Broadbent is the only person to have won two Grands Prix at the IPA Effectiveness Awards. He had a huge influence on creating a culture of effectiveness in the UK and in Asia, where he acted as the IPA’s champion.
"There’s no doubt Tim’s time with us was brilliantly effective," said Paul Heath, chairman of Ogilvy Asia-Pacific. "He leaves us with an amazing legacy and a stronger culture. We can't thank him enough for his contributions to our business and the industry. We will miss him dearly."
Heath added: "Of the many lessons Tim taught us in Asia, the one that comes first to mind for me is the deceptively simple question of “…But was it effective? Did it deliver against the objectives?”
When Broadbent came to Asia in 2006, as Ogilvy’s first regional director of effectiveness, the company believed in the region's potential but hadn’t yet come into its own, Heath said. Broadbent led the region to win the first-ever IPA effectiveness award from Asia (for Motorola) and also drove the agency's initiative to dominate at the Effies.
"He generously spent hours pushing and probing for the best work possible, guiding our planners across the network and simply always making things better," Heath said.
In an internal announcement, worldwide chairman and CEO Miles Young praised Broadbent for playing a key role in the rise of Ogilvy China. "Tim indefatigably led us back to our roots—to David Ogilvy’s own passion for effectiveness—and took us to a position of excellence in all regions in the Global Effectiveness awards," Young wrote. "He has had a deep impact on our culture and our business (he would certainly insist on the latter)."
Paul Feldwick, the consultant and author, said: "He had a hard act to follow with his father [Simon] who was a brilliant and much respected man. But he did so very effectively, by being his own man and his own personality."
"He was a great bon viveur and a great contrarian. I loved the way he always spoke up for Rosser Reeves as the greatest adman, even though there are very few people who would agree with him," he added.
Although he had a ferocious intellect, he also had a softer, more creative side. As a teenager he played drums with his band ‘Runk’, on the first recording of David Bowie’s song Moonage Daydream.
He started his working career as a client market researcher at Beecham and moved to account planning at BMP two years later. There he helped develop the award winning John Smith’s dancing dog campaign, one of the best loved ad campaigns of the eighties. He then left for WCRS where he brought his intellect to bear on another seminal campaign for BMW.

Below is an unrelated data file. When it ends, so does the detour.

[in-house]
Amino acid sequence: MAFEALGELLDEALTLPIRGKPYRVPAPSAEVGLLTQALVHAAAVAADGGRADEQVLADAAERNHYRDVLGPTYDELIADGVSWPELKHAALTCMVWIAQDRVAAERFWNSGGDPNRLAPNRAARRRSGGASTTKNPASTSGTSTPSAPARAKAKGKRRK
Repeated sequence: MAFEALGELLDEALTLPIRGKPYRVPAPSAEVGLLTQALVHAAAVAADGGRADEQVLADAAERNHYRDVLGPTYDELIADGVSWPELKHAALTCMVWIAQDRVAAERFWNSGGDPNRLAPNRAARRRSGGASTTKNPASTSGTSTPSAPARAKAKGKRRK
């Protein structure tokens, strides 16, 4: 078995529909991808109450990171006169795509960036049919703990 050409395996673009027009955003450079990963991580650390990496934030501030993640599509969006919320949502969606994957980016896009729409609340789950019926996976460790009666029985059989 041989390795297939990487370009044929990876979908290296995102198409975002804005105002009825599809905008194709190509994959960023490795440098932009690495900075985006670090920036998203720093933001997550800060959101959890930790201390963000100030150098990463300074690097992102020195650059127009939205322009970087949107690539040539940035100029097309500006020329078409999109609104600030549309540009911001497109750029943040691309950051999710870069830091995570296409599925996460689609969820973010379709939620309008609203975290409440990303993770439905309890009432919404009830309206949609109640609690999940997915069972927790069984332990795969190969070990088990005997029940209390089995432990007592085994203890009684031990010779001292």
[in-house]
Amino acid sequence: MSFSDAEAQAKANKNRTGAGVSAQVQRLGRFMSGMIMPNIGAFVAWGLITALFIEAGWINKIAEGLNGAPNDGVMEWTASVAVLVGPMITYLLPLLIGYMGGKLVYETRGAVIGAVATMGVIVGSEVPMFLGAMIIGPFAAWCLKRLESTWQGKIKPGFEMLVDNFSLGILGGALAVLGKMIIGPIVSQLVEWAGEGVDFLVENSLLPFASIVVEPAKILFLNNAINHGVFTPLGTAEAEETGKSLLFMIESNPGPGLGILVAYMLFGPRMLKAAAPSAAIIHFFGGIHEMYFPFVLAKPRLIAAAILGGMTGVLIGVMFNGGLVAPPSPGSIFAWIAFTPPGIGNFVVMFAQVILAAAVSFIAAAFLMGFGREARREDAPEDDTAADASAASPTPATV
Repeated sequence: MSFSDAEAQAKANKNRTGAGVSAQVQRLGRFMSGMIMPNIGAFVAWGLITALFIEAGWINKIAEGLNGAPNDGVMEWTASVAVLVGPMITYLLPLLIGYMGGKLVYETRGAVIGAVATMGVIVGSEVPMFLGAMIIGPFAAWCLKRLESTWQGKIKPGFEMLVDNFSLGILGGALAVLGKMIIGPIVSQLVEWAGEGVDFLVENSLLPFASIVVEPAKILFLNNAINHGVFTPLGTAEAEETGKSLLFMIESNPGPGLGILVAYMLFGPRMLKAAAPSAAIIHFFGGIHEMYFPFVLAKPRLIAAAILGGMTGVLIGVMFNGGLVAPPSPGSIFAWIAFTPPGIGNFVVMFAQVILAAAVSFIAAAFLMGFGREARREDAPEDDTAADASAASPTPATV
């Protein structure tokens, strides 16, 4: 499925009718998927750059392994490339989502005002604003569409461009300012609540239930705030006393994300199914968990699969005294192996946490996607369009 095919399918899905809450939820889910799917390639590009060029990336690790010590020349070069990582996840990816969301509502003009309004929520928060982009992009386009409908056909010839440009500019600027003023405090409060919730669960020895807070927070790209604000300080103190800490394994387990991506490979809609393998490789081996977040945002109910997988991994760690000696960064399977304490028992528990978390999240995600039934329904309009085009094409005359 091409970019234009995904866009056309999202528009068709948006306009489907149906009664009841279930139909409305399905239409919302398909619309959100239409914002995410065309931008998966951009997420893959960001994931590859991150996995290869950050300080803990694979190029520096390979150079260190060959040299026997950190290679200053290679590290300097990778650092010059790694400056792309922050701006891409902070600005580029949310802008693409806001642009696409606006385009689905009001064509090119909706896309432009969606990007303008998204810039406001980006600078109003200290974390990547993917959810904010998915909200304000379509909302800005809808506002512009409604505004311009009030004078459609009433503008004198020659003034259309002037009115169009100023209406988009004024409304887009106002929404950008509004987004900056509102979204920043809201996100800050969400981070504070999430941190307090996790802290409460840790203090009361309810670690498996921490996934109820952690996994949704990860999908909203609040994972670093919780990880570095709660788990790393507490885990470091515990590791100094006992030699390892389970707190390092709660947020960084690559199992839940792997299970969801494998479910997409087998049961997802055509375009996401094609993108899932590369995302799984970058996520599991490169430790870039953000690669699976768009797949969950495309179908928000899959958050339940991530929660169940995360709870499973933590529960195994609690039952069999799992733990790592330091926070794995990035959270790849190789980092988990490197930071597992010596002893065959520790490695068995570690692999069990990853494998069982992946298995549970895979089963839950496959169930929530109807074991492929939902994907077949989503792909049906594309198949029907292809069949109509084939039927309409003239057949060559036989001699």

Broadbent was a planning director at Y&R London and Cordiant EMEA before joining Ogilvy & Mather Asia Pacific in 2006, moving to Beijing. After six years, he re-located to Singapore. He loved The Orient and chose to stay in Singapore throughout his illness.
Adam & Eve\DDB's head of effectiveness Les Binet said: "Tim was a brilliant and incisive thinker, who quickly saw through to the root of whatever problem he was working on. But more importantly, he was just a really lovely bloke. Charming and witty, with a wicked sense of humour, he was extraordinarily good company. He will be sorely missed."
Gurdeep Puri, the founding partner of The Effectiveness Partnership, said: "Tim Broadbent, just like his late father, the effectiveness pioneer, Simon, was a thought leader in the fields of strategy and communications effectiveness. His ability to make all things complicated seem simple and achievable was inspiring."
"He had helped transform Ogilvy into the most awarded effectiveness agency in Asia and globally, he had begun a transformation, from which Ogilvy will bear the fruits for many years to come."
"He was an inspiring speaker, bringing everybody on-board with him on his quest to ensure creativity was given the credit it deserves at a commercial level. Tim was a champion of creativity, using the craft of effectiveness to prove the validity of what we do everyday," he added.
Broadbent was always a strong supporter of the IPA, serving as a convenor of judges at the 2000 IPA Awards and as chairman of the IPA Value of Advertising Committee.
He was a fellow of the IPA and visiting professor of marketing at the University of the Arts, London.
Details of his memorial will be announced shortly.